First, a detailed cleaning to remove the source of the odor is recommended. Then the equipment is designed to be plugged in, turned on, and run until the job is done without any adjustments needed. While ozone and hydroxyl units provide similar results, the protocols and situations for each’s use will differ.
Ozone generators have been used in the restoration industry for a long time. They are one of the staples of odor control, and most contractors have some familiarity with them.
Ozone works fast and is designed to get the job done in less than a day. The typical run time for ozone generators can range from as short as an hour up to 12 hours or more, depending on the job and severity of the odors. Ozone has a half life of roughly twenty minutes, depending on the temperature, and can build up in confined areas. This is what makes it so effective.
Ozone can be produced using ultraviolet light or corona discharge. That is why we see both ultraviolet ozone generators and corona-discharge ozone generators. Note there is no “different” kind of ozone. Ozone is the 03 molecule, and the only thing that changes that is a chemical reaction.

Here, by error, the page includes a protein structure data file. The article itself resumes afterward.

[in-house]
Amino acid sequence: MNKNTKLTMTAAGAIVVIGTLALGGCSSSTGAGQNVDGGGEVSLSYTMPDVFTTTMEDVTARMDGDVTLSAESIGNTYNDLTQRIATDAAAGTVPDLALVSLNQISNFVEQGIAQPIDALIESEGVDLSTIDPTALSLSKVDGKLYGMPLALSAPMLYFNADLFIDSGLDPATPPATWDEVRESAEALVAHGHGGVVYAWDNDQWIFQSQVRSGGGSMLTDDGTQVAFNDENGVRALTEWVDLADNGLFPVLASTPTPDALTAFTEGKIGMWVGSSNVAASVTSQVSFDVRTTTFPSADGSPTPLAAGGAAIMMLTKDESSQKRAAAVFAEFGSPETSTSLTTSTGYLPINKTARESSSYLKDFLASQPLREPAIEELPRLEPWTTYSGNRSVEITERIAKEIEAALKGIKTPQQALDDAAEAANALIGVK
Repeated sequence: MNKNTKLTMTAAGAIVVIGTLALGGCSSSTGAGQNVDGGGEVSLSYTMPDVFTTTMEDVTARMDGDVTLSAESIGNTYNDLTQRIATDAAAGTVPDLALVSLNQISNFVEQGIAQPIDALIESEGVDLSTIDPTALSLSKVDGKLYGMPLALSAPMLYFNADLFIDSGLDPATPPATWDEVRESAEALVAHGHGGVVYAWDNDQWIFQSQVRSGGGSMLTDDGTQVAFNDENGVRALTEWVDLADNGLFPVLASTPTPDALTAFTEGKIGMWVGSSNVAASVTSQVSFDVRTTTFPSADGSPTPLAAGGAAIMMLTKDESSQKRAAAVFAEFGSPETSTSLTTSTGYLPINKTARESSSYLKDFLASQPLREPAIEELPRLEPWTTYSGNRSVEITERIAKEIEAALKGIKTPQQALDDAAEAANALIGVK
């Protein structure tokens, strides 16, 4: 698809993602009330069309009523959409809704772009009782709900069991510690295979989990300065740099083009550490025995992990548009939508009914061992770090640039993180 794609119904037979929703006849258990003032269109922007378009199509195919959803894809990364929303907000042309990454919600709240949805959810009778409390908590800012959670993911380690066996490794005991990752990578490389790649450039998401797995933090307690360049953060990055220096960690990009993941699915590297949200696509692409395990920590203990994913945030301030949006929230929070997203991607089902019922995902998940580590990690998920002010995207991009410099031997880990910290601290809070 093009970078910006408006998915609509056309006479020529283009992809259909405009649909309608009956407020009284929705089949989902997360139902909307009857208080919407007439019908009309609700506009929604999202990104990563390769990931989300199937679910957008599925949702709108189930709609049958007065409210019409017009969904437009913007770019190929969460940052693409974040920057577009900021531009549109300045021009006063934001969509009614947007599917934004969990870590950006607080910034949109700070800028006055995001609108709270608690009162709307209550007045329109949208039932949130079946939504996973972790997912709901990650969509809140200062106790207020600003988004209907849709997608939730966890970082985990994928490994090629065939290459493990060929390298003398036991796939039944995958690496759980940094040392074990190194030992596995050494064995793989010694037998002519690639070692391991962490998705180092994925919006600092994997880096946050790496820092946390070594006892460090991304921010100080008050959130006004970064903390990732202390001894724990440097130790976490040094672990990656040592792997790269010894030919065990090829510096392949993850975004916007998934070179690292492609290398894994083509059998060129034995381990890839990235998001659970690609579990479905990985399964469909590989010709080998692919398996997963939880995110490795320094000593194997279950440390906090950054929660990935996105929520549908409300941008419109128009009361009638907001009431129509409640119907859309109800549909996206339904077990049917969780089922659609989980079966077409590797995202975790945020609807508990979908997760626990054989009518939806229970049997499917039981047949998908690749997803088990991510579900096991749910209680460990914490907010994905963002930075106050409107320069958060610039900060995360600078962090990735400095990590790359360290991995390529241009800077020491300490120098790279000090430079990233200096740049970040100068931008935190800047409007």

Ozone is a great tool in contents restoration as well as typical odor jobs. Most commonly, ozone is used in homes or buildings. It is best to place the machine near a central air return, remove the air filter in the return, and turn the air conditioner and/or fan on. This will bring the ozone into the duct work and disperse it throughout the entire building. If there is no central air system, place the machine in a central location or where the most severe odors are present. Additional air movement is beneficial because we want to disperse the ozone into all areas of the structure. When it comes to contents deodorization, simply put all contents into a room or warehouse, add an air mover if possible, and run the ozone until the odors are removed.
- People and pets